Rules of the Game: Mitigate Risk

 | Jun 03, 2013 | 10:30 AM EDT  | Comments
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Stock quotes in this article:

rax

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LQD

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BND

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HYG

One of the tenets of portfolio construction is to allocate assets to mitigate risk. Investors accustomed to focusing on equity markets often misunderstand that concept. For example, I recently worked with a client who believed she had a conservative portfolio because she was invested mainly in large-cap, dividend-paying stocks. She was not factoring in the risk inherent in an all-equity portfolio.

In a different vein, I know another investor who is concerned about her fairly late start. She is 70, and believed an aggressive growth-stock strategy would provide a fast way to make up for lost time. In this case, the investor was ignoring the downside risk of high-beta stocks. One of her significant positions was Rackspace Holdings (RAX), which rallied to a high in January but has skidded 50% year-to-date.

Think about that for a second. In a relatively small portfolio, a significant holding in a high-beta mid-cap like Rackspace is adding more risk than necessary.

So what is the way to construct portfolios to take advantage the old "buy low, sell high" concept. It's not about spotting an exact bottom in a market or in an individual security. Anybody who claims to do that is lying, delusional or just lucky.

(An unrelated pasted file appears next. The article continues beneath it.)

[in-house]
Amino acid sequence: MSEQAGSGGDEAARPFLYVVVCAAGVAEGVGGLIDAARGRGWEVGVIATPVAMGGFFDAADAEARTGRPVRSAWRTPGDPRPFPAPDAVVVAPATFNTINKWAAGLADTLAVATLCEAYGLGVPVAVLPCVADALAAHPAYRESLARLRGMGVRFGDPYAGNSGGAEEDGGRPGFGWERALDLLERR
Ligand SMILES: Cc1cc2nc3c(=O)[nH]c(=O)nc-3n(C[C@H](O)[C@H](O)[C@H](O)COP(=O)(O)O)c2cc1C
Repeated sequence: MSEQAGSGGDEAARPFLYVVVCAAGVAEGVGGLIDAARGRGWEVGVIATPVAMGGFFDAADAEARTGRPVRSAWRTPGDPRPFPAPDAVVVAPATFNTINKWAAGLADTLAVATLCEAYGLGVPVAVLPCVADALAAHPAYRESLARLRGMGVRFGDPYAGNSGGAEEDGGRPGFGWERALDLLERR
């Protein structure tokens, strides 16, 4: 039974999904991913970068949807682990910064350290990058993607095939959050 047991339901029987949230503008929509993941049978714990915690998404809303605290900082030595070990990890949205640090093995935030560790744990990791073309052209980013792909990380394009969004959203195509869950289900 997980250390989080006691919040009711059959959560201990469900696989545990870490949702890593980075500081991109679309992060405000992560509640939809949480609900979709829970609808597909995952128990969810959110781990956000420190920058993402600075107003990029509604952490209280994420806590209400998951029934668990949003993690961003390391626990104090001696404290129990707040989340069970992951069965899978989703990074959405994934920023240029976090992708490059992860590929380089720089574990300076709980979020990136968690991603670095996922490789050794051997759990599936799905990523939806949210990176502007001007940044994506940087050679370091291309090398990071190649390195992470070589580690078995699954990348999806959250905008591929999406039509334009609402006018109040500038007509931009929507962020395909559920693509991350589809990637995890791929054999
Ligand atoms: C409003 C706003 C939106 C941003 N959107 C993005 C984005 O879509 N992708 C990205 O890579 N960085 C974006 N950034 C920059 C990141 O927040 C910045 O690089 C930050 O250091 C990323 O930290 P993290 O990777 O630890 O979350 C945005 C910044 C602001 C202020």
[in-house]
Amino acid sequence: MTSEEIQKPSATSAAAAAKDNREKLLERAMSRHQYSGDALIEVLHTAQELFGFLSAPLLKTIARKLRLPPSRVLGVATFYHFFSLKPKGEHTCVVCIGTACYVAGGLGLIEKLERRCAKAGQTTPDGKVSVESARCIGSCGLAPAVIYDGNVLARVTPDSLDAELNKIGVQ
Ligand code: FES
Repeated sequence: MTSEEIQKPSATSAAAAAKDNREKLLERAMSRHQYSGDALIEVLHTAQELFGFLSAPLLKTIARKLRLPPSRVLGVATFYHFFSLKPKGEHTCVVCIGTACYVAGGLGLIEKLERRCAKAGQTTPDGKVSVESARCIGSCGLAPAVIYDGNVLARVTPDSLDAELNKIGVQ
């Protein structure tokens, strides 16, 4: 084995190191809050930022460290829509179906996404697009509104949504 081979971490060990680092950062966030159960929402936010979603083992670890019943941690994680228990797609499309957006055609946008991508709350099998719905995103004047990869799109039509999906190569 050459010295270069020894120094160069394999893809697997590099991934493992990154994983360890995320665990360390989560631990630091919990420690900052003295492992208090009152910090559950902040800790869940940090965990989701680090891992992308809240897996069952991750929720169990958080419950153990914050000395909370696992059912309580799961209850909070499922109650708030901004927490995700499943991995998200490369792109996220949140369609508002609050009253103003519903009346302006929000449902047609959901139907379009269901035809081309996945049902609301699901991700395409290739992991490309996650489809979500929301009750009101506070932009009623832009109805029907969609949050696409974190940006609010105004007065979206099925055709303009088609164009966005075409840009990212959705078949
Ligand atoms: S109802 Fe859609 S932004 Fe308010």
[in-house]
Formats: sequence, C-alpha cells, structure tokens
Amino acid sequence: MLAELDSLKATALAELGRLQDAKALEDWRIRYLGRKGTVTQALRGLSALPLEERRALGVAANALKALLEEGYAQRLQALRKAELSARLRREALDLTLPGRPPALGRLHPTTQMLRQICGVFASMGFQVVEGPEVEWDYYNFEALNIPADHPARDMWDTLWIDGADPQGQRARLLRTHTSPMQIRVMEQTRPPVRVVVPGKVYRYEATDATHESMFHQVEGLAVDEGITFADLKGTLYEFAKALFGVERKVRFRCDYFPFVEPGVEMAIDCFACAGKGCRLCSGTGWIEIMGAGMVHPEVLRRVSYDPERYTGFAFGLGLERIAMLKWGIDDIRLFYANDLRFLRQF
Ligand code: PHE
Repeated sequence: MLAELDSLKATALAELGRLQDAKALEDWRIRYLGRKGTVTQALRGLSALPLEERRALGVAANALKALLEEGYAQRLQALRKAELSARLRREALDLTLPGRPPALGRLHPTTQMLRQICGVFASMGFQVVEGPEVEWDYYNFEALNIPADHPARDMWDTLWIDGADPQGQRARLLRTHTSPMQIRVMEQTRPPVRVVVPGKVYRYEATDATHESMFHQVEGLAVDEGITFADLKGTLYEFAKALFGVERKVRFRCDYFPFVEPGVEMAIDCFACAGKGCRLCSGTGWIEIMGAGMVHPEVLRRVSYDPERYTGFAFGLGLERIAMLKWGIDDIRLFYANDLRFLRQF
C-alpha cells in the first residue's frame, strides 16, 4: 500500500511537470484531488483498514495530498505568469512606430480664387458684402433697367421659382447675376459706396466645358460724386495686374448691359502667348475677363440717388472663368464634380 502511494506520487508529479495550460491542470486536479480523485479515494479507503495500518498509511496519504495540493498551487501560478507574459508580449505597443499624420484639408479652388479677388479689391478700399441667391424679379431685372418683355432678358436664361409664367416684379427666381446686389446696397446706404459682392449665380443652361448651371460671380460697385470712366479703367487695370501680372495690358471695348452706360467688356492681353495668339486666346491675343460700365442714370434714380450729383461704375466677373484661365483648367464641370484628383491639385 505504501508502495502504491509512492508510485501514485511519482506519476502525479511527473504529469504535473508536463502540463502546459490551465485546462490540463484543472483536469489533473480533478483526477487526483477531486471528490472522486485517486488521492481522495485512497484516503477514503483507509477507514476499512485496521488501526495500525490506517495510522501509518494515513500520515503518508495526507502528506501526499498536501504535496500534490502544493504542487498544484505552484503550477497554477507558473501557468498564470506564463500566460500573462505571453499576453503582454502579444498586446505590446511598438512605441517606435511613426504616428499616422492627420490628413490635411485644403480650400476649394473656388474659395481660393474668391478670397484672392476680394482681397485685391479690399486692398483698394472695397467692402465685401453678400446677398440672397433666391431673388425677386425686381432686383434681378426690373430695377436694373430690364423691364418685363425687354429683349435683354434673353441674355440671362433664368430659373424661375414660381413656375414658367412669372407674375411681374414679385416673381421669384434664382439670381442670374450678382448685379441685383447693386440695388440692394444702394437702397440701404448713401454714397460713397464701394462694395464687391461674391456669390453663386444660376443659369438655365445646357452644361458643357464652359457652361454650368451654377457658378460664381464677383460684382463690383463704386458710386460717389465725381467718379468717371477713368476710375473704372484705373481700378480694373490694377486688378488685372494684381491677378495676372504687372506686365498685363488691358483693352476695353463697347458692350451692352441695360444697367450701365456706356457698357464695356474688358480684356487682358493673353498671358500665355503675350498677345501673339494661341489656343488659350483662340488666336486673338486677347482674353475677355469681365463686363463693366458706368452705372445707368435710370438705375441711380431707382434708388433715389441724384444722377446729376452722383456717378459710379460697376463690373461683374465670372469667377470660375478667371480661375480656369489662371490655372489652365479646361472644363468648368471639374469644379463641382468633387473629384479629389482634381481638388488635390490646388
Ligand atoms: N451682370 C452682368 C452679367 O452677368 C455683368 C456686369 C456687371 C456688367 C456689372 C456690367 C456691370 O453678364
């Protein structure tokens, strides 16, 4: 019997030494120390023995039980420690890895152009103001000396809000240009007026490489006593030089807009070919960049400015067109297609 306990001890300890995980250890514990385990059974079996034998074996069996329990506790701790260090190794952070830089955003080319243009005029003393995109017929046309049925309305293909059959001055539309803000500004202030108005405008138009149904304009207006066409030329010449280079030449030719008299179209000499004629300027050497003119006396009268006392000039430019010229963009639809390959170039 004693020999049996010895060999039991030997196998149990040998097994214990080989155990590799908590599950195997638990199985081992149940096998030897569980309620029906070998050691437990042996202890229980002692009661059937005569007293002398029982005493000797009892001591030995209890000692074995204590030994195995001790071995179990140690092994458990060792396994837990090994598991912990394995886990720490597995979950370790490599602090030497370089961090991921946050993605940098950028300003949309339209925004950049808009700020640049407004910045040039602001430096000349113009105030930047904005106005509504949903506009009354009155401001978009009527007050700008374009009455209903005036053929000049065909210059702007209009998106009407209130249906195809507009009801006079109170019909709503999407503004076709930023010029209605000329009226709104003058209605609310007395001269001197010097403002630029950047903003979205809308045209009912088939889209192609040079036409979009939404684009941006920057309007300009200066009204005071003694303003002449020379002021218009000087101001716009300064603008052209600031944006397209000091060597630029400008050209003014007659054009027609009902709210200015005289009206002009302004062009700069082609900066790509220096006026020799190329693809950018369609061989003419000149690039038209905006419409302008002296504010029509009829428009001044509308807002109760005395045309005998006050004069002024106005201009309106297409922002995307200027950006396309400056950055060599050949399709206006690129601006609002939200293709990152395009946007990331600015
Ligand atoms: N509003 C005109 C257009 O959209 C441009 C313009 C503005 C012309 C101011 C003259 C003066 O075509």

Instead, it's about including the proper asset mix that allows you to rotate out of investments that are extended following a run-up, and into those that you can buy at fire-sale prices.

That's why a mix of equity and fixed income makes so much sense. You can't relax about your equity holdings because some are nice, sedate Dow Jones Industrial Average components and others are volatile microcaps. The idea that the "safe" larger caps will offset the so-called riskier equities isn't the optimal way to approach the asset mix.

As the Federal Reserve backs off its quantitative easing program and yields rise, bond prices run in the opposite direction. High-yield and long bonds were hit especially hard.

One of the instruments we use to introduce fixed-income exposure into client portfolios is the iShares Investment Grade Corporate Bond ETF (LQD). When people think "bonds," they usually think about the 30-year Treasury. But corporations with investment-grade bonds tend to pay their debt. That's why the bonds are investment-grade. In many of our client portfolios, we tactically allocate into the intermediate-term corporates via the LQD.

We also hold a position in the Vanguard Total Bond Market ETF (BND). This ETF consists largely of medium-duration government bonds, though there is a smattering of corporates among the holdings, as well.

But we also reserve a place, when market conditions warrant, for high-yield, in the form of the iShares High Yield Corporate Bond ETF (HYG). This ETF tracks the Markit iBoxx USD Liquid High Yield Index, which was designed for use in ETFs. Average credit quality of the ETF's holdings is B. Average duration is just shy of four years.

This past week has been quite a reminder of the risks inherent with any type of investment. While investors have gotten paid to take on high yield's extra risk, they also got smacked around recently, with HYG plummeting nearly 2% as of Friday's close.

There's no question that high-yield is an especially volatile corner of high-yield. For that reason, it's not prudent to construct a portfolio with HYG or any other high-yield vehicle as a core component. Rather, it should be considered an investment that augments others, and it often makes sense to keep position size small.

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